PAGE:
– två dagar på temat miljöförhandlingar
The first day, Dr. Colleen Thouez, Head of the UNITAR New York Office, opened the workshop by thanking the Olof Palme Memorial Fund and the Ministry for Foreign Affairs of Sweden for the support and excellent cooperation. She highlighted the demand for negotiation training among UN diplomats, in particular from developing and least developed countries, and emphasized the role that negotiators from small countries can play: In 1988, it was the small country of Malta, which introduced the concept of "common concern for human mankind" on the global floor, by introducing a resolution on the "Common heritage of mankind" into the General Assembly. This resolution laid the ground on which the Framework Convention on Climate Change came into being in the aftermath of the Earth Summit in Rio de Janeiro in 1992.
In the opening session of the workshop, Ambassador Per Örnéus of the Permanent Mission of Sweden to the United Nations stressed the legacy of Olof Palme in the environmental arena, having been the architect of the Stockholm Conference on the Human Environment in 1972. He also emphasized that climate change is among the worst threats of our time, and that it requires diplomats to think outside the box of traditional diplomacy, since it is not "possible to negotiate with nature". He welcomed the initiative of UNITAR and the Olof Palme Memorial Fund to dedicate this negotiation skills workshop to environmental negotiations.
In the first thematic session, the co-facilitators introduced participants to the mutual gains approach to negotiations. Participants were sensitized to the difference between "positions" (what you want) and "interests" (why you want it) through a short icebreaker exercise. The exercise revealed the strong focus on negotiating parties' "positions", which is common in negotiations, instead of focusing on the underlying interests. Focusing on interests contributes to mutually satisfying negotiation outcomes, as the facilitators highlighted. In the second part of the thematic introduction, Ms. van der Wansem outlined the key principles of mutual gain negotiations: Aiming for mutually satisfying outcomes or win-win-situations, and working towards agreements that are sustainable and can be implemented, while maintaining good relations with the other negotiating party for cooperation in the long run. The facilitators also emphasized the importance of preparing adequately for negotiations. A negotiation preparation worksheet was distributed to participants as technical support in preparing for negotiations.
Ms. van der Wansem outlined and elaborated on the four main steps in mutual gain negotiations: prepare for negotiations, create value, distribute value, and follow-through. In session II, Prof. Moomaw addressed particularities of environmental negotiations in his presentation on "Environment and the New Diplomacy". According to Prof. Moomaw, the concept of sustainable development requires new approaches to diplomacy, as distinct to what he outlined as "traditional diplomacy" (incl. issues of war and peace, national boundaries, trade, etc.). He considered the main goals for "new diplomacy" to "protect resources and values that are shared among nations and to optimize human well being rather than just economic growth". ‘New diplomacy' deals with issues such as human rights, labor, environment and natural resources, fair trade, or waste. All these areas require action across national borders, therefore challenging the basic notions of the traditional diplomacy, in particular the concept of territoriality and national sovereignty. The large number of multilateral environmental agreements has become an important element of what he called the ‘new diplomacy'. This body of international law is highly sophisticated in terms of legal provisions, but very often lacks effective implementation.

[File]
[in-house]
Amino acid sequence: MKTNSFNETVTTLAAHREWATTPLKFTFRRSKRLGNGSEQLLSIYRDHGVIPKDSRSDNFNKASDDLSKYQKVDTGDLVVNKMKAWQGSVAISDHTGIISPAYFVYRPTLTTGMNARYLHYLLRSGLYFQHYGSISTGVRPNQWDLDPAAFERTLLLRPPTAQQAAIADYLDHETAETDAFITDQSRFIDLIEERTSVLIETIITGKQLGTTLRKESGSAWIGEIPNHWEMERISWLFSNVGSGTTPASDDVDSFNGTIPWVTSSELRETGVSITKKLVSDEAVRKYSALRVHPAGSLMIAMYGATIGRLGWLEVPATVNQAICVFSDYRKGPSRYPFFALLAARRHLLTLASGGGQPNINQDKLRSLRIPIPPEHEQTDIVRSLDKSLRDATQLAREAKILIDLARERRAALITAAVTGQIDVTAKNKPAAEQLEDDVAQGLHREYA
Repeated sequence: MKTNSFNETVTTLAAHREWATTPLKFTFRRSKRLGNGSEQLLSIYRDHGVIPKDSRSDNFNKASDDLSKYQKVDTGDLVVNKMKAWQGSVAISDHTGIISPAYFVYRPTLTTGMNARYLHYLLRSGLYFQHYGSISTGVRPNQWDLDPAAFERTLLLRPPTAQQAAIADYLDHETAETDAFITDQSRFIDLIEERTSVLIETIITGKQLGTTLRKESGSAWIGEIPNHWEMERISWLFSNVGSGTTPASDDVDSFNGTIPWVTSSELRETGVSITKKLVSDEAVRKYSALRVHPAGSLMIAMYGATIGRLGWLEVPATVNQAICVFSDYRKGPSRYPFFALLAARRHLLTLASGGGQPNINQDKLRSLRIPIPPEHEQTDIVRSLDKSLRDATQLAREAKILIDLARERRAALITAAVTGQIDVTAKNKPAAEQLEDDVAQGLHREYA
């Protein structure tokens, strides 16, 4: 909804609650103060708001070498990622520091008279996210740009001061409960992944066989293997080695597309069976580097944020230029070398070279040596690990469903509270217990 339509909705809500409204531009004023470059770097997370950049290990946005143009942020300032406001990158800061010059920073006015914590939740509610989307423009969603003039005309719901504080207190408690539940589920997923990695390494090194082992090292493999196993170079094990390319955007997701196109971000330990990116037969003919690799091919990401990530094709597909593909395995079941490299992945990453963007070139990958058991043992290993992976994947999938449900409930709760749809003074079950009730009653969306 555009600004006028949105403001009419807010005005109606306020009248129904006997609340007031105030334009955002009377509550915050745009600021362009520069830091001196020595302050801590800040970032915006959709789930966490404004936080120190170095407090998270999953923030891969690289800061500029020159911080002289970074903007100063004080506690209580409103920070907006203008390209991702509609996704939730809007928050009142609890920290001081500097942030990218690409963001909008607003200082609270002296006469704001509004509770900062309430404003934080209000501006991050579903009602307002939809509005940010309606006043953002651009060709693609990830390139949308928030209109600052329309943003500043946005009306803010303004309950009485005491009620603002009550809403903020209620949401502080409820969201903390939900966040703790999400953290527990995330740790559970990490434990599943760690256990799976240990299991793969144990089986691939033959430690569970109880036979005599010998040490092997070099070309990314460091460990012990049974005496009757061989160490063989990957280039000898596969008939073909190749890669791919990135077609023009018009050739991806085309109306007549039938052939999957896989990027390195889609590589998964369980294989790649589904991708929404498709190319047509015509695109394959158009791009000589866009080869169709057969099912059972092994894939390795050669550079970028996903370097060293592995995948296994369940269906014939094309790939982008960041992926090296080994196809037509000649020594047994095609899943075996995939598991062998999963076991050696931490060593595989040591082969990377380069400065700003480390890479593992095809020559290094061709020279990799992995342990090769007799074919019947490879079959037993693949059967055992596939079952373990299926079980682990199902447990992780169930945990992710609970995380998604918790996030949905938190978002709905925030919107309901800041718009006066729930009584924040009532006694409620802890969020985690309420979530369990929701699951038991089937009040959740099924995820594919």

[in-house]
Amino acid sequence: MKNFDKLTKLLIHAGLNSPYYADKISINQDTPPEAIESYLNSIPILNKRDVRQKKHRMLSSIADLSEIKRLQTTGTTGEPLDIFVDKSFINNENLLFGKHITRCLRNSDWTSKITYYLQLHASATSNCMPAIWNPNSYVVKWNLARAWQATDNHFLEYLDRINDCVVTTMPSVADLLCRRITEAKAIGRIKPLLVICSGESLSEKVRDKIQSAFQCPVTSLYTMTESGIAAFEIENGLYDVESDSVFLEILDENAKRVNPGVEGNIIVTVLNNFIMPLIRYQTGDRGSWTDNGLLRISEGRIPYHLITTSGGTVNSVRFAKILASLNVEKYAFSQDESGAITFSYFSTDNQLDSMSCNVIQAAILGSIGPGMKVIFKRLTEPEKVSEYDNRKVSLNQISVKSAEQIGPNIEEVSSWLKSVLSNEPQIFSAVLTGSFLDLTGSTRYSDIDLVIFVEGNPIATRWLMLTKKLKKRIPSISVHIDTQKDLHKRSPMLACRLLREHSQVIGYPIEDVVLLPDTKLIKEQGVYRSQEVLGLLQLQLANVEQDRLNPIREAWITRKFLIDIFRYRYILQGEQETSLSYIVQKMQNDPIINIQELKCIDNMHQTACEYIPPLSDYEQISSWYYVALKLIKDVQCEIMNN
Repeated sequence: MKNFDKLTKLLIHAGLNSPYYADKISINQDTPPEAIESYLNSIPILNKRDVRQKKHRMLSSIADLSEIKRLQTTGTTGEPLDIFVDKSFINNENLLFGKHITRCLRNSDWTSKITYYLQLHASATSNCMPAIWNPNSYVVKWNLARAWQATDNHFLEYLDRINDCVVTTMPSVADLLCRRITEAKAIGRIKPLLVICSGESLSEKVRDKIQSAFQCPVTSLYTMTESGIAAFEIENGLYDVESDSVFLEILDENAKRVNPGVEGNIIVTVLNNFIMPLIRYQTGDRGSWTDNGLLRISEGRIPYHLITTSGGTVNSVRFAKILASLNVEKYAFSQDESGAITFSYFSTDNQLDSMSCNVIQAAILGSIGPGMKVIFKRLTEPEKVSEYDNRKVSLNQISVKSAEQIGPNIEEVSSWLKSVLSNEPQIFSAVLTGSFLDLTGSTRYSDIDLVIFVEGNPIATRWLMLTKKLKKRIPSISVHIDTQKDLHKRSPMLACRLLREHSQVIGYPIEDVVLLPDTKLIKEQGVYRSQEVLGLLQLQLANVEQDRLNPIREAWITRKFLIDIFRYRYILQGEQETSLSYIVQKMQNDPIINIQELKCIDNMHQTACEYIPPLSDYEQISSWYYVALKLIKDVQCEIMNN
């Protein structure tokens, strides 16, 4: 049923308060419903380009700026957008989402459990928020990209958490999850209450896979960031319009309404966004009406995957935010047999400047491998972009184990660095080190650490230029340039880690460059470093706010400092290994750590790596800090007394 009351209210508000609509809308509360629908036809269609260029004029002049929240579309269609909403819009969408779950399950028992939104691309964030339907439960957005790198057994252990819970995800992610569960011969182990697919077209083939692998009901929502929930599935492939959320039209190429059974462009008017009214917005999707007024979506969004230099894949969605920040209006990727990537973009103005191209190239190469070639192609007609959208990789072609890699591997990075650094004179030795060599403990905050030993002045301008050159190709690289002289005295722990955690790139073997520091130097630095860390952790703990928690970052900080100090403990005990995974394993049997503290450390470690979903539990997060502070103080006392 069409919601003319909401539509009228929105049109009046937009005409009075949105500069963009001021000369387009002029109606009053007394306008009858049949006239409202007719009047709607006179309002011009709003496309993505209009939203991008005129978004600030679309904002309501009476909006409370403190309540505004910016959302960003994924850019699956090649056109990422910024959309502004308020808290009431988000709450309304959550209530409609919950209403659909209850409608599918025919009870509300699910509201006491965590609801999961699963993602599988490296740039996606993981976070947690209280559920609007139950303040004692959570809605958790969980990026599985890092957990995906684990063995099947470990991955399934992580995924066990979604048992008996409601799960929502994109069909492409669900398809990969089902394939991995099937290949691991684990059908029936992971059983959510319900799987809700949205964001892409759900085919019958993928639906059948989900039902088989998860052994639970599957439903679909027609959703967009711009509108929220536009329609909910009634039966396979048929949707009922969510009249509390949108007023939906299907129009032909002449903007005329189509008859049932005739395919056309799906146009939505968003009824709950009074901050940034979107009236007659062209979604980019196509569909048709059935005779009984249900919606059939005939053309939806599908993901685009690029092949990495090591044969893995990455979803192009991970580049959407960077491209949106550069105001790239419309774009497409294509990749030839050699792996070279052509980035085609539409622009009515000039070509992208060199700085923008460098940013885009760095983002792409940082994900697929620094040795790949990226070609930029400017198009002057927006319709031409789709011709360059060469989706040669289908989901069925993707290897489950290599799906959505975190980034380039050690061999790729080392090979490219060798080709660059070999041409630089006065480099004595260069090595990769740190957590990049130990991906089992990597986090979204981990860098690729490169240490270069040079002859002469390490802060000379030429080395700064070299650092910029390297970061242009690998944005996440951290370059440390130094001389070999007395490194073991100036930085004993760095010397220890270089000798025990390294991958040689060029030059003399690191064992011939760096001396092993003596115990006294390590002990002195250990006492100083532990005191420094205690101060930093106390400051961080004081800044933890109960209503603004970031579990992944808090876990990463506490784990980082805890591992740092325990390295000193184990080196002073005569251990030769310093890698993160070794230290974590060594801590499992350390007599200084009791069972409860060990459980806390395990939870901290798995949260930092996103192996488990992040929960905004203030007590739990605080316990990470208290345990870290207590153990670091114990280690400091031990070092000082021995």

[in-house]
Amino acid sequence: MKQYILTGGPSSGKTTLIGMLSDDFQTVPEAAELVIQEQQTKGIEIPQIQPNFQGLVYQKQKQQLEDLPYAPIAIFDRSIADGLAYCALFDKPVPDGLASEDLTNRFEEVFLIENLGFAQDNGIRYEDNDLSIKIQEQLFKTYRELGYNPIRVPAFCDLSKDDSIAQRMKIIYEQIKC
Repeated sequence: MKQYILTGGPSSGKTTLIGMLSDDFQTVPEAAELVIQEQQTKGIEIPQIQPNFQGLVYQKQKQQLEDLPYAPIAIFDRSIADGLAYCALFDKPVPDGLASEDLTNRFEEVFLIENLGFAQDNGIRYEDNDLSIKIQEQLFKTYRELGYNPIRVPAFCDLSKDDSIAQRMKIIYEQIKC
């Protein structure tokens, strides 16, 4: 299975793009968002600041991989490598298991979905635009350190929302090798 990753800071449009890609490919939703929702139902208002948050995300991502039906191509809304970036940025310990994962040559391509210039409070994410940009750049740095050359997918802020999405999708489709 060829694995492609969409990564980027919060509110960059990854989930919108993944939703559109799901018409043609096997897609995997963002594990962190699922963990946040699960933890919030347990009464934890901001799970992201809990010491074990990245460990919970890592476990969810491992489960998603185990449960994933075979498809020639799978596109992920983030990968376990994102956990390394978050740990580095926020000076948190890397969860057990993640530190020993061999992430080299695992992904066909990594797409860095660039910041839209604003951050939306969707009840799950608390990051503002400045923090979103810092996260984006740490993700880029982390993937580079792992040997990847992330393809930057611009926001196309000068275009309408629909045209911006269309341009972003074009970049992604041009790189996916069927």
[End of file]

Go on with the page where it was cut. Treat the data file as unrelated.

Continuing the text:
Session III offered participants the opportunity to train their skills and apply the concepts presented in previous sessions in a real-life simulation. The chosen case study focused on negotiations towards an international instrument to address the sustainable management and conservation of forests. The real case happened in 2007, when a contact group was established prior to of the 7th UN Forum on Forests to prepare a proposal for submission to all Member States at the Forum. Participants were briefed that negotiations were expected to focus on the institutional framework, including 1) the questions of legally binding vs. non-legally binding nature of a future agreement, 2) whether to include quantitative targets in the agreement, and 3) the issue of certification. Participants were divided into nine roles, corresponding to the actors involved in the real negotiations (Brazil, Cameroon, China, Costa Rica, Indonesia, Japan, Netherlands, Switzerland and US), provided with specific confidential instructions, given time to prepare for the negotiation, and finally conducted the simulated negotiations for a duration of two hours to discuss three proposals at hand.
The debriefing discussion that concluded the simulation exercise raised a number of questions for discussion with regards to the conduct of the negotiations and its efficiency, including: